Several friends popped in to say hi and each one was served the same plate of food. Not a single soul could speak English so we had to rely on our limited Spanish. I am still amazed at how we can get by in Spanish and extract enough information to have a meaningful conversation. Miguel and Carmen dream of opening a Honduran restaurant in Canada to provide a better opportunity for their son, and they are heavily involved in their Catholic church to which we were formally invited to attend Christmas mass. Some nearby kids let off a pile of sonic boom fire crackers which made you cry, but when those stopped, you enjoyed playing soccer with Christian and using his toy truck. Your mom and I played Christmas songs on our ukulele and we smiled all the way through our bilingual caroling. As we said our goodbyes, they invited us to return on the 27th for Christian’s 7th birthday party but sadly, we already booked our bus tickets to the coast for boxing day. The first pickup we thumbed screeched to a stop and we recalled our serendipitous afternoon all the way down the mountain and how it fit perfectly with our preferences to show and receive love – the hugs goodbye (touch), the invitation for an enjoyable meal (service), and the uninterrupted time (quality time).

Asher, being Christmas eve, we decided to splurge a little, and so we treated ourselves to a nice dinner at the British Colonial House because they have a reputation for nailing the curry. We ordered a red Thai curry and a coconut peanut sauté which both came with a good helping of fresh vegetable el dente and tofu. Both were a tad spicy so we were very surprised to see just how much you enjoyed it. You could not get enough. Before you even swallowed your first bite, you were requesting more and we realized we needed to track down some spices so we can add to our rather bland travel diet. The sun set while American big band music played from speakers and in the glow of the red and green fluorescent bulbs, we recalled Christmases past and expressed our gratitude for the opportunity to spend such quality time together as a family.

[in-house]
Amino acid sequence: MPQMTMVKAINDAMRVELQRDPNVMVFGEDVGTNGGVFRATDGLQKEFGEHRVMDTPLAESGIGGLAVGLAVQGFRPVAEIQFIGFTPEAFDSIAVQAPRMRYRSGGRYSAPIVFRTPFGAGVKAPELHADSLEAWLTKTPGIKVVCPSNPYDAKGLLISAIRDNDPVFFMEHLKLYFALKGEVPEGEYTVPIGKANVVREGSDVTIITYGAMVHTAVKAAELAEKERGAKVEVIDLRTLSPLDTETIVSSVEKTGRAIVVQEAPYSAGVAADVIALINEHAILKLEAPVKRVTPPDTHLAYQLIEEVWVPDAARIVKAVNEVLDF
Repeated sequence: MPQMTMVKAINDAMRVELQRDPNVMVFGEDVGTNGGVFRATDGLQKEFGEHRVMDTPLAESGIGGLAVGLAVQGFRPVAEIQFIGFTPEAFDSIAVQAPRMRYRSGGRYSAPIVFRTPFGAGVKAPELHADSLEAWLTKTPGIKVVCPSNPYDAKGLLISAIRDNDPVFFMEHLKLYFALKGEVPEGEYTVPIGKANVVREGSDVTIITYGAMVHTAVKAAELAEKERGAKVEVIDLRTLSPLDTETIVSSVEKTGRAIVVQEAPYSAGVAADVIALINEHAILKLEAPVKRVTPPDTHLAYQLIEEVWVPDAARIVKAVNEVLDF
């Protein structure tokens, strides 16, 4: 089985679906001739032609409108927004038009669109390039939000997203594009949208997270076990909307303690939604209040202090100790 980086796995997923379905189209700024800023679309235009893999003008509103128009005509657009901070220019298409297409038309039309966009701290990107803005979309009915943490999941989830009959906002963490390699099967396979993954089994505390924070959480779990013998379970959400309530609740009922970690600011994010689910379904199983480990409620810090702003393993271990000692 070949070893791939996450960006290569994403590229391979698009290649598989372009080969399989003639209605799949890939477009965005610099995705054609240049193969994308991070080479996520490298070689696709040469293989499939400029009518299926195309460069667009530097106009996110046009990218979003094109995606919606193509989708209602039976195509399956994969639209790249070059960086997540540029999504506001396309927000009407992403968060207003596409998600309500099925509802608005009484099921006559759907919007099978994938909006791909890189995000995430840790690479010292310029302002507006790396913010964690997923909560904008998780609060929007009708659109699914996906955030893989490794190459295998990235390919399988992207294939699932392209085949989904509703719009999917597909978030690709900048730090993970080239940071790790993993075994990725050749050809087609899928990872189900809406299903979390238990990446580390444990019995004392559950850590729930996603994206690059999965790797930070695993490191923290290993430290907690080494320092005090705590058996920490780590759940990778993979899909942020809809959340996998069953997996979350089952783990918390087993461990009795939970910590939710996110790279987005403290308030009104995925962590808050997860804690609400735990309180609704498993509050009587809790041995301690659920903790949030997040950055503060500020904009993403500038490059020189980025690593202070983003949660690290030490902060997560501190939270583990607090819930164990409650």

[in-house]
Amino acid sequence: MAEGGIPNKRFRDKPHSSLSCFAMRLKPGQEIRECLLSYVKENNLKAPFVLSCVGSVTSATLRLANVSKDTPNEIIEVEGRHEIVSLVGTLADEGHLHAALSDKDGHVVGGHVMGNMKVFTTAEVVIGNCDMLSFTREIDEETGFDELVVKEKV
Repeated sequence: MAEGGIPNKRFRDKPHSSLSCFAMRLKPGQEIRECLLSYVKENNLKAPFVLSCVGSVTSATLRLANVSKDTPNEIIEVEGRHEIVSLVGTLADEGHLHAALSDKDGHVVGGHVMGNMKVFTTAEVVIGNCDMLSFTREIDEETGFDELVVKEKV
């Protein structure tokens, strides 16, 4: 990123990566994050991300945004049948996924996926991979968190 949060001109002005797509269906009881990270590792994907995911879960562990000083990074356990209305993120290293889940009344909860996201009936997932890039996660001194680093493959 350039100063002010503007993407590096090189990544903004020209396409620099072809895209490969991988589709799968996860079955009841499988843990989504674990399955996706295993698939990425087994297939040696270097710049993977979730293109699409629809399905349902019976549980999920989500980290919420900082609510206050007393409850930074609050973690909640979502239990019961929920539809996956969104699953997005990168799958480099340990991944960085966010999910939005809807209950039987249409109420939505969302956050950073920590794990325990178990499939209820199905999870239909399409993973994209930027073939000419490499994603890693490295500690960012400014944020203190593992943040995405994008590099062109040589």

You did not fuss for even a second after our family shower, and then we made some brief international calls to family back home before taking time to cuddle as a family, knowing that we would soon be awoken by another Latin American Christmas tradition – fireworks. Loud pops have been going off randomly for the past two weeks but at midnight, which marks the day of Jesus’ birth, the entire town released anything packed with gunpowder and the roar of celebration was deafening. Sonic booms could be felt in our cores and shook the entire concrete building while setting off every car alarm in the town. While most places back home were silently anticipating the arrival of Santa, Latin America was making sure no one forgot why we celebrate December 25th. Asher, physical touch is currently your number one way to receive love and after a short nurse and cuddle, you fell right back to sleep. Though we could not spend your first Christmas with family back home, we knew that by providing you these four months of quality time on the road, you would understand just how much we love you.

2 thoughts on “Five Ways to Show Love This Christmas

  1. As us Collees tracked Santa on the Norad website, here in Ontario, we wished you a merry little Christmas (just the way you like it) as we watched him fly over Honduras. Blessings and love from all of us to all of you.


  2. Dear Asher,
    You are celebrating your Christmas in Honduras and sharing the love language with your Mom & Dad. Your Mom & Dad share this message with so many and in every way with you. Each time a Mother feeds her baby there is touch, self-less giving and precious sharing, affirming moments. Dad is always nearby to help with the huge work load and gifts of music ring out-
    “Love is all you need!” You standing on the spread pine needles made me think of the importance of family and traditions. Christmas is special for all the love it shows the world!
    Hugs to everyone!